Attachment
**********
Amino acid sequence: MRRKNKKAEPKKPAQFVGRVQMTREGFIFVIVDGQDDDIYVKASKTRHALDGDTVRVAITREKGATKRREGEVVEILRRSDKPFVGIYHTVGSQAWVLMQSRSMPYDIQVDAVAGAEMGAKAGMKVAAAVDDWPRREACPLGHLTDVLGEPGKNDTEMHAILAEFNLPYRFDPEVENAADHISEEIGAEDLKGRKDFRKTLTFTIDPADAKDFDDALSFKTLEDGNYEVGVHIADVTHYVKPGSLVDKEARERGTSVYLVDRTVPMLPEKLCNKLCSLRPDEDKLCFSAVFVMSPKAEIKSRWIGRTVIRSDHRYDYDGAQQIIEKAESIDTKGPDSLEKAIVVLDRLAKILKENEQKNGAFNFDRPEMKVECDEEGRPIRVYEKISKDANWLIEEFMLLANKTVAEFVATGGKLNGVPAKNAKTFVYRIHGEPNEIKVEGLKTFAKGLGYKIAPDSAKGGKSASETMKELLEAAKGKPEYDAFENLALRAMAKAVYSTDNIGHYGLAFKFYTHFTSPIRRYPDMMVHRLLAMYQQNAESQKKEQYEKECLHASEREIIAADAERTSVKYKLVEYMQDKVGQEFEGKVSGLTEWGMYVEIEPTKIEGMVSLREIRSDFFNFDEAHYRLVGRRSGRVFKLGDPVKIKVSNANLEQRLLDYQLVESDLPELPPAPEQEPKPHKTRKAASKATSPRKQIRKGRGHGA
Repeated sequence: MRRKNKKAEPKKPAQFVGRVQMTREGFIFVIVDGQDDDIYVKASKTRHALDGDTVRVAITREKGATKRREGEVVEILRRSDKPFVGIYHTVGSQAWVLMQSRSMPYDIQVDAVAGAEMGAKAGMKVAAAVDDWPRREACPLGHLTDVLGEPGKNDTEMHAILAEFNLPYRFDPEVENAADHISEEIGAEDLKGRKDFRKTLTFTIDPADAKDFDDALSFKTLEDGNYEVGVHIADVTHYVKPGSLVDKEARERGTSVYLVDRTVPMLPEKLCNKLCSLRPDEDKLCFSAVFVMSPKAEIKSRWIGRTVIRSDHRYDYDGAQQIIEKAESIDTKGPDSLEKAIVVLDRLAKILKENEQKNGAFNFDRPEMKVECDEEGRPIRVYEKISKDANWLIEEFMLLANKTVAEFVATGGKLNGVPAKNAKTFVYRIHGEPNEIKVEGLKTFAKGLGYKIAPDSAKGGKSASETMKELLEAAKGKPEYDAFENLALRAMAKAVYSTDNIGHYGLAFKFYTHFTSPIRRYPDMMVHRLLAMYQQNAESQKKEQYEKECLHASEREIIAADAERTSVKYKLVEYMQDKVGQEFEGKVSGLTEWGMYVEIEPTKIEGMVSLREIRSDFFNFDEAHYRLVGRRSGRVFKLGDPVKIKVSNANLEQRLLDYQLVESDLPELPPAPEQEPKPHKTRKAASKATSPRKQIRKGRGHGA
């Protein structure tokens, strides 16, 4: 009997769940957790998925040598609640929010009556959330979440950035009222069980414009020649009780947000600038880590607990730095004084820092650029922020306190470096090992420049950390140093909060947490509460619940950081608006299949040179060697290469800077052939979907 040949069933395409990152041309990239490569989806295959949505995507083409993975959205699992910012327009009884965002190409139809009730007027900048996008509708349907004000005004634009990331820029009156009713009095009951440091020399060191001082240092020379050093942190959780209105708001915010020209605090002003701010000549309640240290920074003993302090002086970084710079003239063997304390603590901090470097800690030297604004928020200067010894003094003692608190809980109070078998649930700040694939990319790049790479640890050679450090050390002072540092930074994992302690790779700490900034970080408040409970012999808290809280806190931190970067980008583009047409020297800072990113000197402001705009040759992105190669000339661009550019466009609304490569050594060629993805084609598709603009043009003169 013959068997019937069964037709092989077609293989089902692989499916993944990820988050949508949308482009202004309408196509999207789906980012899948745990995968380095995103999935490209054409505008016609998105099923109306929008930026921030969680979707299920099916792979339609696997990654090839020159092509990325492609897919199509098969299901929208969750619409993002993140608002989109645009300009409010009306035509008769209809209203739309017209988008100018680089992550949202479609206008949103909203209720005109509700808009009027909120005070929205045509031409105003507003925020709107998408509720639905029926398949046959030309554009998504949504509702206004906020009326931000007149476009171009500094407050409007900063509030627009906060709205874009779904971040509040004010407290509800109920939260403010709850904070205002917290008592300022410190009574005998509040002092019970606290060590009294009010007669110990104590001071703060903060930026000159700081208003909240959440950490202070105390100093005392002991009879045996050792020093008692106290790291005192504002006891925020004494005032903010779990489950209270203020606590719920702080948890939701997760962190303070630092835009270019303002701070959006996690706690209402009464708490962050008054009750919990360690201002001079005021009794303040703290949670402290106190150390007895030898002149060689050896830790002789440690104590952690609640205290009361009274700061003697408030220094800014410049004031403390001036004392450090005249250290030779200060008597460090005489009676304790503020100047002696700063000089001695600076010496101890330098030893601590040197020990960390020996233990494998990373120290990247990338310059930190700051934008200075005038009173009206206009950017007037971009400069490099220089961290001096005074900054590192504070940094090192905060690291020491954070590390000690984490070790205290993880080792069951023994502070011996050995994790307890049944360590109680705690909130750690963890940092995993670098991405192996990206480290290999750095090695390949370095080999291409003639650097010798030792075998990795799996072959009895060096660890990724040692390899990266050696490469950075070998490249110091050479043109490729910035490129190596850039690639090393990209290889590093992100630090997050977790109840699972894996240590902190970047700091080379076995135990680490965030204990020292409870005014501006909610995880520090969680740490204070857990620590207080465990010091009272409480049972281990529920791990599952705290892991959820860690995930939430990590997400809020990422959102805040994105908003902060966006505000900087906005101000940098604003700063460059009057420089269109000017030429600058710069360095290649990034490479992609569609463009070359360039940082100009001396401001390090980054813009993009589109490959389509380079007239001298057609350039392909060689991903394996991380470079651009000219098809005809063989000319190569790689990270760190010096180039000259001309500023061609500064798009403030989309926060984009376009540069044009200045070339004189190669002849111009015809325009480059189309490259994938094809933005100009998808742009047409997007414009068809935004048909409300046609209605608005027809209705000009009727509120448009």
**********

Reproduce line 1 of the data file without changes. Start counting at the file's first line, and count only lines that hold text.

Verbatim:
Amino acid sequence: MRRKNKKAEPKKPAQFVGRVQMTREGFIFVIVDGQDDDIYVKASKTRHALDGDTVRVAITREKGATKRREGEVVEILRRSDKPFVGIYHTVGSQAWVLMQSRSMPYDIQVDAVAGAEMGAKAGMKVAAAVDDWPRREACPLGHLTDVLGEPGKNDTEMHAILAEFNLPYRFDPEVENAADHISEEIGAEDLKGRKDFRKTLTFTIDPADAKDFDDALSFKTLEDGNYEVGVHIADVTHYVKPGSLVDKEARERGTSVYLVDRTVPMLPEKLCNKLCSLRPDEDKLCFSAVFVMSPKAEIKSRWIGRTVIRSDHRYDYDGAQQIIEKAESIDTKGPDSLEKAIVVLDRLAKILKENEQKNGAFNFDRPEMKVECDEEGRPIRVYEKISKDANWLIEEFMLLANKTVAEFVATGGKLNGVPAKNAKTFVYRIHGEPNEIKVEGLKTFAKGLGYKIAPDSAKGGKSASETMKELLEAAKGKPEYDAFENLALRAMAKAVYSTDNIGHYGLAFKFYTHFTSPIRRYPDMMVHRLLAMYQQNAESQKKEQYEKECLHASEREIIAADAERTSVKYKLVEYMQDKVGQEFEGKVSGLTEWGMYVEIEPTKIEGMVSLREIRSDFFNFDEAHYRLVGRRSGRVFKLGDPVKIKVSNANLEQRLLDYQLVESDLPELPPAPEQEPKPHKTRKAASKATSPRKQIRKGRGHGA